Never before and never since, I promise
Will the whole world be warm as this
And as you feel it,
You'll know it's true
That you are blessed and lucky
It's true that you
Are touched by something
That will grow and bloom in you

I don't know if this is a blog-resurrection or not. This is a place for me to write when I need to. Sometimes I don't write because I have nothing to say. The last several months I haven't written because I had too much to say. Now, I'm just bubbling with joy & fear.

These are the day!

Monday, February 22, 2010

Twelve Weeks And Counting

December 31, 2009 started out unlike any other day of my life.

The day's plans were to be simple. I would sleep in a little and get up to start preparing from our New Years weekend house guests. My wife had left for work early and I had indeed gotten up late. Tired and sore from a ton of holiday traveling, I wanted to stay in bed but my bladder had other plans. So, like a zombie-movie reject, I lurched towards my bathroom. On my way, I picked up my Crackberry. I had set it to "bedside mode" the night before with the goal of sleeping in. The plan - never to be used again - worked oh so well. I noticed 3 missed calls, several emails, voice mail and texts. All from my wife! My urgent need to pee disappears. Panic - I knew - was milliseconds away.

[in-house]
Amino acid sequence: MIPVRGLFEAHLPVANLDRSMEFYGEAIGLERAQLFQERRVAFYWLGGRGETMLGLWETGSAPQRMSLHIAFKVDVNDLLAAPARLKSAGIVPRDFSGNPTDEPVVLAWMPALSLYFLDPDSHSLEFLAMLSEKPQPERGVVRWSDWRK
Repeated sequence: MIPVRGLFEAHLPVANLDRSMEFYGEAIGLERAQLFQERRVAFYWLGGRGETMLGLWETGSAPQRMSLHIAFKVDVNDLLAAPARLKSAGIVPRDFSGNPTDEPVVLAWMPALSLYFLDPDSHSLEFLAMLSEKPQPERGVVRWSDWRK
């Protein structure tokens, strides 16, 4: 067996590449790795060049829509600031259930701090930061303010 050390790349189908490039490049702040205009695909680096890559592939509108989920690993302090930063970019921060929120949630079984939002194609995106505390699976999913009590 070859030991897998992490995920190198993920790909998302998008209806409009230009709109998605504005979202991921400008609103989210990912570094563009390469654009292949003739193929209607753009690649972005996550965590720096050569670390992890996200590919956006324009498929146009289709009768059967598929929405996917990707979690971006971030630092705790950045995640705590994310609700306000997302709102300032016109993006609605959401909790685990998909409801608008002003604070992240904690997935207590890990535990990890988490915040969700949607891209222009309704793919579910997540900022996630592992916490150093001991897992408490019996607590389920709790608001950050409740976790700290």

I don't know what made me see it. But in that void between need to pee and need to freak, my eyes spotted something white stuck to the mirror above my sink.

"Yes," My brain told my legs. "Move towards the white thing. Perhaps it will save us! It's only 4 steps away. We can make it. DON'T PANIC!"


Plod...Can't see it yet. Why did I grab my phone instead of my glasses?

Shuffle...It looks like a post it note.

Plod...Yes, a post it note. Dammit! Still can't read it.

Shuffle...Words! There are definitely words. Wake up! You can read them. Huh? Wait? These words don't make sense to me. What language is this?